Pro Showcase photographer Jay P. Morgan demonstrates how to mix different light sources for a stylized effect.
Here, you'll see how we set up, lit, and exposed the image above. With that knowledge, you'll be better equipped to make images where a continuous light source becomes a key lighting element in the image.
As mentioned above, I used both continuous light sources and strobes. The continuous light sources were used in conjunction with smoke to create an interesting shaft of light coming form the background. My camera settings were critical with using these two light sources together. They can be very different in power and color, so let's look at the exposure triangle to understand how they work together.
First, I set the ISO to 320. I wanted to shoot with a stop brighter ISO than I usually use to help the continuous light to register. The ISO changes both the shutter speed and aperture equally, so it controls both the continuous light and strobe light equally. When selecting the shutter speed, remember that it does two things: (1) it controls motion, and (2) it controls the continuous light source. It has little-to-no effect on the strobes.
When selecting the shutter speed, you must factor in your subject's movement because you're shooting with continuous light. Continuous light does not freeze action like strobes because it’s a continuous light source and not a quick flash. I didn’t want my model to be rendered blurry in the shots, so I went with a shutter speed of 1/60th of a second. Remember that from a starting point of 1/60th of a second, the exposure of the strobes will not be affected by incremental adjustments.
Here's how I chose my aperture setting. I took a meter reading of the 2K from the model and got f/8 as my reading. I wanted the 2K continuous light to be brighter in the shot, so I opened up one stop to f/5.6. Aperture affects focus, so I was happy that this was fairly wide open to allow the background to be soft. The make-up mirror read well at this exposure as well. I then adjusted the power my strobes until they give me a meter reading of f/5.6.
Next, I wanted to set the color balance to "Strobe" (about 5600 degrees Kelvin). I wasn't worried about the color of the 2K, as I wanted it to be warm. I could have put a full CTB or blue gel on it if I wanted it to be the same, but I wanted two different color sources, as it would enhance the look I wanted in the post process with Nik software.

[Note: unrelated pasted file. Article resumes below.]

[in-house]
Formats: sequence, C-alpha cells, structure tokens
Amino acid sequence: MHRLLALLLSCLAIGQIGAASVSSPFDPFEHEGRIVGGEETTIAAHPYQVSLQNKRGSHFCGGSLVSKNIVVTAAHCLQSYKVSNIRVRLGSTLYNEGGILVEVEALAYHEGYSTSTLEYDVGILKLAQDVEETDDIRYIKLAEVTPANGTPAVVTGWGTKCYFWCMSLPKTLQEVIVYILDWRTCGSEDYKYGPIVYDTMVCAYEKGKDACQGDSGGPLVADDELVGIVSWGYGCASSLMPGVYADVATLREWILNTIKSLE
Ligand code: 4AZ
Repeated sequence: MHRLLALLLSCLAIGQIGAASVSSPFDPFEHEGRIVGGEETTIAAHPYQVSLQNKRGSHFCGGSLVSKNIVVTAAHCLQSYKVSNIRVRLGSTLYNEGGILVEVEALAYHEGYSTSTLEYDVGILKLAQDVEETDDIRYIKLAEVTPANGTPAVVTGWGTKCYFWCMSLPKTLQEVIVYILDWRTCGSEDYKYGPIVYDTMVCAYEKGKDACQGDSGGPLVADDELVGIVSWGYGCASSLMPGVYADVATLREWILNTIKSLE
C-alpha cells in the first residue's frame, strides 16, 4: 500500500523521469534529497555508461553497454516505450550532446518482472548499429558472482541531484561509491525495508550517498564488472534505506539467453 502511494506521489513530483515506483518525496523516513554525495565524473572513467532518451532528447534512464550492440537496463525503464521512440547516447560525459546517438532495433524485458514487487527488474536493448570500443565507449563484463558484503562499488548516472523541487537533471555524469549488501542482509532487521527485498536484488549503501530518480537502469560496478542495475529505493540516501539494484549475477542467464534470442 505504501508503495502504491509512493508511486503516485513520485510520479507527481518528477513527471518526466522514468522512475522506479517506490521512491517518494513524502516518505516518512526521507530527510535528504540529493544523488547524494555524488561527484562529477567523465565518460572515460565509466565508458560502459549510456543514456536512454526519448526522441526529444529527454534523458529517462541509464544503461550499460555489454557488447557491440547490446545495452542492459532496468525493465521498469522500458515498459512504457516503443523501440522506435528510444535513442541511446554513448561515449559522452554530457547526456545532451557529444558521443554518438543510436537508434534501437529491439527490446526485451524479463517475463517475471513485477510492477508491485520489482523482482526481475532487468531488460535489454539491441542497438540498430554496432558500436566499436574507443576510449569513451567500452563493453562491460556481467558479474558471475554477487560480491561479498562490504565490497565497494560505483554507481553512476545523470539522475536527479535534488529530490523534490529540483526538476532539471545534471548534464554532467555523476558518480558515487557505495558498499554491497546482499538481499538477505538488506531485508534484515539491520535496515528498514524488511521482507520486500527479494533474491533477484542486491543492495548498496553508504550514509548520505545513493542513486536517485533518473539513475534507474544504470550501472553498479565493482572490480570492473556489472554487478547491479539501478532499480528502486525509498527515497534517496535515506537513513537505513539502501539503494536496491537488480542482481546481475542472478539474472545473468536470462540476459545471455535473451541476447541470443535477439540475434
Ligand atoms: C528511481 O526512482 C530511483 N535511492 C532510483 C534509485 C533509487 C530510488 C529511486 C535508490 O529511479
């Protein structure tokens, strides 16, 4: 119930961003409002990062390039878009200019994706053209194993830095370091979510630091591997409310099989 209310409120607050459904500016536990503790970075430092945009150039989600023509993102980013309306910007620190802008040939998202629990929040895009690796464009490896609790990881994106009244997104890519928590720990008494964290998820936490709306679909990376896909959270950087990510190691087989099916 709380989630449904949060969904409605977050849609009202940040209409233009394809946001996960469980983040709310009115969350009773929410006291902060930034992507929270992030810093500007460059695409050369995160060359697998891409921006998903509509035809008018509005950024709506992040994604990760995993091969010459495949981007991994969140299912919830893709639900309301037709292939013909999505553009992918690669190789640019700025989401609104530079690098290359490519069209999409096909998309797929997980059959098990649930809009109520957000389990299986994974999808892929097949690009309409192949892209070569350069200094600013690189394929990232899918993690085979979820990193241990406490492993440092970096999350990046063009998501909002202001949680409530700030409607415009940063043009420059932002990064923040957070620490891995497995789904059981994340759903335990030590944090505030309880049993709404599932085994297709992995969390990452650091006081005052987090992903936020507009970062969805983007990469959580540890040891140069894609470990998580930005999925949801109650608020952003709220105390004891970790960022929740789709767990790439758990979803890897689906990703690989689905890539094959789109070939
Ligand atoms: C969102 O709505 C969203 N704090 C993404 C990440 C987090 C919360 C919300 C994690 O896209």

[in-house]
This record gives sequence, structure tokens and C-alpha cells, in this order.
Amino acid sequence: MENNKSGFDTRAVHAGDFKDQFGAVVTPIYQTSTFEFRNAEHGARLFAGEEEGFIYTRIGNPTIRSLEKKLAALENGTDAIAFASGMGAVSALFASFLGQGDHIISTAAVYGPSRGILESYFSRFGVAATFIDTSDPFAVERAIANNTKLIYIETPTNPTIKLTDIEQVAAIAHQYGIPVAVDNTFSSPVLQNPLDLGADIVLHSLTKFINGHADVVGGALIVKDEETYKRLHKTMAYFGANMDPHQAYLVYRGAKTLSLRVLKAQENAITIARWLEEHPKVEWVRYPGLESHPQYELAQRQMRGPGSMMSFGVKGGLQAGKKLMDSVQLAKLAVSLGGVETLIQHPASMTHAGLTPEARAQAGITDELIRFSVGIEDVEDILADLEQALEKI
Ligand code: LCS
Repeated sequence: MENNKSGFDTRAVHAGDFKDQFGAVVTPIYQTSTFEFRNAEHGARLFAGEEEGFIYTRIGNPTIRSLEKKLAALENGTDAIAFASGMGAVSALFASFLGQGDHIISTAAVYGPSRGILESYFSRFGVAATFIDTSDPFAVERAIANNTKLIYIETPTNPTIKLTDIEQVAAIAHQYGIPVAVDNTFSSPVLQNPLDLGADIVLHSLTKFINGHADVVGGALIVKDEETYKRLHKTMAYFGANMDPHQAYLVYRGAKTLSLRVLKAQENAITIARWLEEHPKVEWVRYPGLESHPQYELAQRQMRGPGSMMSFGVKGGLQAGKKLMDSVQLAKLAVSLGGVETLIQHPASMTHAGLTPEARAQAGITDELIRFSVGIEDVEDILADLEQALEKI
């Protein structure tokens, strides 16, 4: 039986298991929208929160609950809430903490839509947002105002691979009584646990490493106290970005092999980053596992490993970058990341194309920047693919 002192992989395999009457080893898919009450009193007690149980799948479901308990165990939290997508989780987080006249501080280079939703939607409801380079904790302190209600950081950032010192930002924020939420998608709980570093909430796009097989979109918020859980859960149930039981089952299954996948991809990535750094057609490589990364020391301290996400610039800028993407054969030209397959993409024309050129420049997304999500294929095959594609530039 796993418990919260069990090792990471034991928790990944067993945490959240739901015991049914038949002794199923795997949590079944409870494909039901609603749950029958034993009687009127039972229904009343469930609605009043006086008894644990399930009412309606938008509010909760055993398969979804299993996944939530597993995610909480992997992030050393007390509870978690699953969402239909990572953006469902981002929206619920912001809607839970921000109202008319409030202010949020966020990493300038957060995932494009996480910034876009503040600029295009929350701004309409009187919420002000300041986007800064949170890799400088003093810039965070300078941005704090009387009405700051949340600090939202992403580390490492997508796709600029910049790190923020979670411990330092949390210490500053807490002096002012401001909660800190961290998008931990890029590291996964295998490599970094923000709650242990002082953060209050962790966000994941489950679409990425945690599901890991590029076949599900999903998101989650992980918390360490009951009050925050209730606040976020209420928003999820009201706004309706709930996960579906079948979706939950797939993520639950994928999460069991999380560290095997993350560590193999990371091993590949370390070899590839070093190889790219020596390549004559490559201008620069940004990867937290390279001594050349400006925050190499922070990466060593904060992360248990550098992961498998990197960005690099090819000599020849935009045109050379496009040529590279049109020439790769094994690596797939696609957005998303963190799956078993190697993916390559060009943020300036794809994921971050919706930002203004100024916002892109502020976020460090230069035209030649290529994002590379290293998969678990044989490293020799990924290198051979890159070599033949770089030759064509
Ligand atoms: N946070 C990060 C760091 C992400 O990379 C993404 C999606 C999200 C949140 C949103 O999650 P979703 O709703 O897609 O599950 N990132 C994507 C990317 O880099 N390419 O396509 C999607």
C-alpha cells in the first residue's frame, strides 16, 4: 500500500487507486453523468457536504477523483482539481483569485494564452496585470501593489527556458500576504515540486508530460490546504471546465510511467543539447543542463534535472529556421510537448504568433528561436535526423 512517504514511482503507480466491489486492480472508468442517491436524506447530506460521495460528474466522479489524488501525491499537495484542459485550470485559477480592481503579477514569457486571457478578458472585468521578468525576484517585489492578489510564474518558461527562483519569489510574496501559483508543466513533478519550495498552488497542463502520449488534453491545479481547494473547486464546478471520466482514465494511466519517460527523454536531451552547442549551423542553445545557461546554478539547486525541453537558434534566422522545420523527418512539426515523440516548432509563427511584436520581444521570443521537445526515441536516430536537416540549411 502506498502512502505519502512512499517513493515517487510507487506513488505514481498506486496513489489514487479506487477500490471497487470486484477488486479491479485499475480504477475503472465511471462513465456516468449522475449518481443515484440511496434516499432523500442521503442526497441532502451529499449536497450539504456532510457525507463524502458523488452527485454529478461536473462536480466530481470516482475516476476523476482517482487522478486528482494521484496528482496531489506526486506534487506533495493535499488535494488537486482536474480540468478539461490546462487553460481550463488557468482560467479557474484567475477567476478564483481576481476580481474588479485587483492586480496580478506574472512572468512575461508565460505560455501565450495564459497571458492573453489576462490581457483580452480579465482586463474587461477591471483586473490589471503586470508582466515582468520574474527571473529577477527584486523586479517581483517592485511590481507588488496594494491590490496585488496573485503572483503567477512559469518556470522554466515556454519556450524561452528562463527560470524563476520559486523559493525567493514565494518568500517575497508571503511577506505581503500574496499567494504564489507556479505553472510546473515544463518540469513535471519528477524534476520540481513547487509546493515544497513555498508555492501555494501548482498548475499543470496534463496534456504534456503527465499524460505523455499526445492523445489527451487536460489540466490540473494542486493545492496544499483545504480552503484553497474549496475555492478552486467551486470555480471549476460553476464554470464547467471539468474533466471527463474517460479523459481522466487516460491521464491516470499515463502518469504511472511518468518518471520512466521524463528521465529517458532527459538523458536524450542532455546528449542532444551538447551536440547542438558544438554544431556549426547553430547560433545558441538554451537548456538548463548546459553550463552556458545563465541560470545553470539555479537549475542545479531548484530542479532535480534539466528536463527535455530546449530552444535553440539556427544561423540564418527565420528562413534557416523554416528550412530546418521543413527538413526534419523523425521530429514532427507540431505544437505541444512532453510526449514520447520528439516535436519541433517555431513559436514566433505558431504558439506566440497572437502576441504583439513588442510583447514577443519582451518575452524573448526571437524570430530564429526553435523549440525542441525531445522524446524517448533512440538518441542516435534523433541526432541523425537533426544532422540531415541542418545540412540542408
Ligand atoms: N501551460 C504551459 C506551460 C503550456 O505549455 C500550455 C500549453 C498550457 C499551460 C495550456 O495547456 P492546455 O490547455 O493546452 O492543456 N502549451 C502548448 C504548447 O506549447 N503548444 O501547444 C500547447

My first light, the rim light, is a strobe with an OctoDome: extra small attached, mounted on a boom arm.
I then added a LitePanel with Soft Gold fabric on camera right to brighten the model's face.
Next, I switched on the 2K that you can see in the background. It provided a slight halo on the head. When we added smoke, this became a shaft of light. I did not change the color, as I wanted it to be very warm.
The face was still too dark, and I didn't want to add a light source up front, so I pushed the LitePanel in closer to the model to brighten her face.
My last light was a strobe head with a 20-degree grid attached to rim-light the shoulders and body on the right side.
One of my favorite images from this shoot was done when the model looked at the OctoDome through the makeup mirror. The light from the OctoDome bounced off the mirror and became a key light on her face. Very cool effect.
Now let's look at the post process. I took the image into Nik Color Efex 4, and using the Cross Balance filter, i dialed in Tungsten to Daylight for the first step.
Next, I painted her out so that she was still somewhat neutral and dialed the whole layer back 40%. I then added a vignette on the lower right corner to darken the edge of the makeup mirror. The crossover from Tungsten to Daylight turned the light in the background blue, which was my goal. It's a great look.
This is the final image, which I was very pleased with.
The more you shoot, the more you realize there are so many lighting scenarios where you need to combine continuous light sources with strobes. I hope this lays a good foundation in learning to control your light and be creative in the process!
To see more of Jay P. Morgan's work, visit jaypmorgan.com